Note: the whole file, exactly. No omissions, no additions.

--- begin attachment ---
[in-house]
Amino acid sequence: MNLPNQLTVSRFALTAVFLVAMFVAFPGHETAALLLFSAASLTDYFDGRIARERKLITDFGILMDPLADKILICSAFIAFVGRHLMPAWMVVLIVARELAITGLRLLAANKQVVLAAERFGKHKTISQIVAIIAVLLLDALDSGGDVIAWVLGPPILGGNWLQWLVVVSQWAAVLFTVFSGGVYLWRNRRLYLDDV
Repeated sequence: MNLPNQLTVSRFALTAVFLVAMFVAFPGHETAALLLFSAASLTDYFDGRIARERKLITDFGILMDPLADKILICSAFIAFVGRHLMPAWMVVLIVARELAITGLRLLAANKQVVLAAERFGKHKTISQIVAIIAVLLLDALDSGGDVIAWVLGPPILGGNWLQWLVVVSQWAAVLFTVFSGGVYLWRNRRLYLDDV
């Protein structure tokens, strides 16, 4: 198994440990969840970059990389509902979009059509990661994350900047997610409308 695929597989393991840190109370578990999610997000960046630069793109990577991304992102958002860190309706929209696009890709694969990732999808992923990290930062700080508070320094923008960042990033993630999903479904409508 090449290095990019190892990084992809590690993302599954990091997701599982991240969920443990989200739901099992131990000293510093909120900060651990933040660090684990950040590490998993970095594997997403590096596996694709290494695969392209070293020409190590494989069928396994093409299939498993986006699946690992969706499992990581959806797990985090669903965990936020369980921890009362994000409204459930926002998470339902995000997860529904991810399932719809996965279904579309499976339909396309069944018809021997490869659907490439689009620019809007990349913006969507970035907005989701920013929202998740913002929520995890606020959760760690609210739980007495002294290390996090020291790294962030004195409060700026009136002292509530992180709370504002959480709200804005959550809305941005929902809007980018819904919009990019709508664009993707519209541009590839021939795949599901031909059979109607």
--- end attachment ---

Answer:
[in-house]
Amino acid sequence: MNLPNQLTVSRFALTAVFLVAMFVAFPGHETAALLLFSAASLTDYFDGRIARERKLITDFGILMDPLADKILICSAFIAFVGRHLMPAWMVVLIVARELAITGLRLLAANKQVVLAAERFGKHKTISQIVAIIAVLLLDALDSGGDVIAWVLGPPILGGNWLQWLVVVSQWAAVLFTVFSGGVYLWRNRRLYLDDV
Repeated sequence: MNLPNQLTVSRFALTAVFLVAMFVAFPGHETAALLLFSAASLTDYFDGRIARERKLITDFGILMDPLADKILICSAFIAFVGRHLMPAWMVVLIVARELAITGLRLLAANKQVVLAAERFGKHKTISQIVAIIAVLLLDALDSGGDVIAWVLGPPILGGNWLQWLVVVSQWAAVLFTVFSGGVYLWRNRRLYLDDV
């Protein structure tokens, strides 16, 4: 198994440990969840970059990389509902979009059509990661994350900047997610409308 695929597989393991840190109370578990999610997000960046630069793109990577991304992102958002860190309706929209696009890709694969990732999808992923990290930062700080508070320094923008960042990033993630999903479904409508 090449290095990019190892990084992809590690993302599954990091997701599982991240969920443990989200739901099992131990000293510093909120900060651990933040660090684990950040590490998993970095594997997403590096596996694709290494695969392209070293020409190590494989069928396994093409299939498993986006699946690992969706499992990581959806797990985090669903965990936020369980921890009362994000409204459930926002998470339902995000997860529904991810399932719809996965279904579309499976339909396309069944018809021997490869659907490439689009620019809007990349913006969507970035907005989701920013929202998740913002929520995890606020959760760690609210739980007495002294290390996090020291790294962030004195409060700026009136002292509530992180709370504002959480709200804005959550809305941005929902809007980018819904919009990019709508664009993707519209541009590839021939795949599901031909059979109607």